A frog partially submerged in water looking straight ahead
A frog partially submerged in water looking straight ahead

Drug Cocktail Triggers Regeneration of Amputated Frog Legs

A new chemical treatment allowed African clawed frogs, which normally don’t regenerate limbs, to regrow functional hind legs following amputation.

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Dan Robitzski

Dan is a Staff Writer and Editor at The Scientist. He typically works on the news desk and joined the team in 2021. He has a background in neuroscience and earned his master's in science journalism at New York University.

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Jan 26, 2022

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Among vertebrates, the ability to regenerate functional limbs or other body parts is rare. Salamanders can regrow entire limbs, deer grow new antlers, and zebrafish can regrow large portions of their hearts. Now, research published in Science Advances today (January 26) reveals a possible way to trigger functional limb regeneration for animals that normally can’t pull it off. In the study, African clawed frogs (Xenopus laevis) that had a hind leg amputated and then were treated with regenerative drugs grew new legs that functioned similarly to those of frogs that never lost a leg in the first place.

After amputating 115 female frogs’ right hind legs, the researchers divided the frogs into three groups, each of which received different treatments, according to the paper. In addition to a control group, one group of frogs had their stump encapsulated and sealed off in a small silicon cap that the researchers call a “BioDome.” A third group had their legs capped with a BioDome that had been loaded with a cocktail of five drugs. BioDomes were removed after just 24 hours, and researchers observed the legs over the next 18 months.

The two groups of frogs that didn’t receive a drug treatment failed to regenerate a new leg. Instead, they grew a long flap of tissue called a “spike,” according to New Scientist, which grew slightly longer and developed a greater sensitivity to touch among frogs that received a drug-free BioDome. The new legs of the frogs that received the drugs contained bones, vasculature, and functional nerves that resembled those of a normal leg, according to the paper. The legs also grew toe-like digits—which failed to develop bones—and the frogs could walk, push, and swim nearly as well with their regenerated legs as they could before amputation.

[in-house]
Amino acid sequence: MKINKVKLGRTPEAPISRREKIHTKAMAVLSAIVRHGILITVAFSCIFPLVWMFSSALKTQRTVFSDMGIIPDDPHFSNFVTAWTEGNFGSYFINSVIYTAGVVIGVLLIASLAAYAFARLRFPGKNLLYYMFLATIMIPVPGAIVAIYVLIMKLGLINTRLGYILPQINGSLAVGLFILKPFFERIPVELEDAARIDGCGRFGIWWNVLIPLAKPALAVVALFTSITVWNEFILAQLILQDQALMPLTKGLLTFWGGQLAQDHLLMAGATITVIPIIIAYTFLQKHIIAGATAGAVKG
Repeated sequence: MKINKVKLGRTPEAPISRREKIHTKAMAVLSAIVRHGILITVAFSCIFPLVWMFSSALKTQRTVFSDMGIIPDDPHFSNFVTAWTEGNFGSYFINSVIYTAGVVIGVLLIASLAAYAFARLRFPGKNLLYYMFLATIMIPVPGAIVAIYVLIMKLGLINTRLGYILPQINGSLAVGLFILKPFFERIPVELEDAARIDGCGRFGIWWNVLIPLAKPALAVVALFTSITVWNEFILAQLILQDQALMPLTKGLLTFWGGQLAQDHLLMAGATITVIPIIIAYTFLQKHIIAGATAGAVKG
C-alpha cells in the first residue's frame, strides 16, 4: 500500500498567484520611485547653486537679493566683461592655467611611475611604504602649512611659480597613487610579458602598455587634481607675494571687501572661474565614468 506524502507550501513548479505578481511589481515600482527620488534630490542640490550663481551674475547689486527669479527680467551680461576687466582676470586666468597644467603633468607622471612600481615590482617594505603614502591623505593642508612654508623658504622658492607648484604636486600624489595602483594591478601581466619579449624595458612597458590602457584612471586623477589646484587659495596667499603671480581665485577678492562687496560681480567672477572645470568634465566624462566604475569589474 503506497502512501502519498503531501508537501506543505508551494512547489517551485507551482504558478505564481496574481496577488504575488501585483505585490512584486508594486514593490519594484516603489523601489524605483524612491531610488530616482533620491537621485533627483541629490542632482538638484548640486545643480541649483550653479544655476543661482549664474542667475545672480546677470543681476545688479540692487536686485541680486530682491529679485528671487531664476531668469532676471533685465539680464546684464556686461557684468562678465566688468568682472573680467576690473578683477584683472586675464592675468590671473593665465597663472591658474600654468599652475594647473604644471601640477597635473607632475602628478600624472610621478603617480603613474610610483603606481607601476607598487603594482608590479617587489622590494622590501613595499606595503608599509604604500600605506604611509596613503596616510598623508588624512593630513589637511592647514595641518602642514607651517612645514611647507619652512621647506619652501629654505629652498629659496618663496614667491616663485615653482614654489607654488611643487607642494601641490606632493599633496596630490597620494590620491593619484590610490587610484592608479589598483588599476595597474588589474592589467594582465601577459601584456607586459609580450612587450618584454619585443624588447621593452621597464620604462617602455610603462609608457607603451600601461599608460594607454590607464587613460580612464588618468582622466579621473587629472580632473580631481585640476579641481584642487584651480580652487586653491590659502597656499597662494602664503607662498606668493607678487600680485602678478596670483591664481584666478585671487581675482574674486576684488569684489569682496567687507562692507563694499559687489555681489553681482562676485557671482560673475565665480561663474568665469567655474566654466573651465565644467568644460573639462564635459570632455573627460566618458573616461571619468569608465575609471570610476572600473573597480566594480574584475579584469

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“Using the BioDome cap in the first 24 hours helps mimic an amniotic-like environment which, along with the right drugs, allows the rebuilding process to proceed without the interference of scar tissue,” study coauthor and Tufts University biomedical engineer David Kaplan says in a university press release.

As is often the case with animal regeneration research, the scientists behind the study have their eyes set on someday regenerating lost, amputated, or missing limbs in humans. However, clinicians wouldn’t be able to put a medicated BioDome onto a human amputee and expect a limb to grow back. “An immediate translation of this strategy to humans is unlikely because a regenerative spike does not occur in humans as it does in Xenopus frogs,” Northeastern University biologist James Monaghan, who didn’t work on the study, tells CNN. Still, he adds that “this work is exciting because it shows that endogenous regenerative processes can be enhanced by a short application of a drug cocktail.”

“It’s exciting to see that the drugs we selected were helping to create an almost complete limb,” Algoma University researcher Nirosha Murugan, the first author of the paper who was affiliated with Tufts at the time, tells The Guardian. “The fact that it required only a brief exposure to the drugs to set in motion a months-long regeneration process suggests that frogs and perhaps other animals may have dormant regenerative capabilities that can be triggered into action.”

Study coauthor and Tufts University biologist Michael Levin tells The Wall Street Journal that he suspects a similar treatment could help human amputees by spurring regrowth of blood vessels, skin, or nerves at the site of their amputations, which could allow for better fit and control over prosthetic limbs. He also adds that there’s “nothing leg-specific” about the drug cocktail, hinting that it could have more general utility.

“The study has extremely exciting ramifications for regenerative medicine,” Robert Lanza, a regenerative medicine researcher at Wake Forest University School of Medicine who didn’t work on the new study, tells the Guardian. “Although frogs have much greater regenerative capacity than humans, this is a very important first step. With the right combination of drugs and factors a similar approach could potentially spur regeneration and restore lost function in humans.”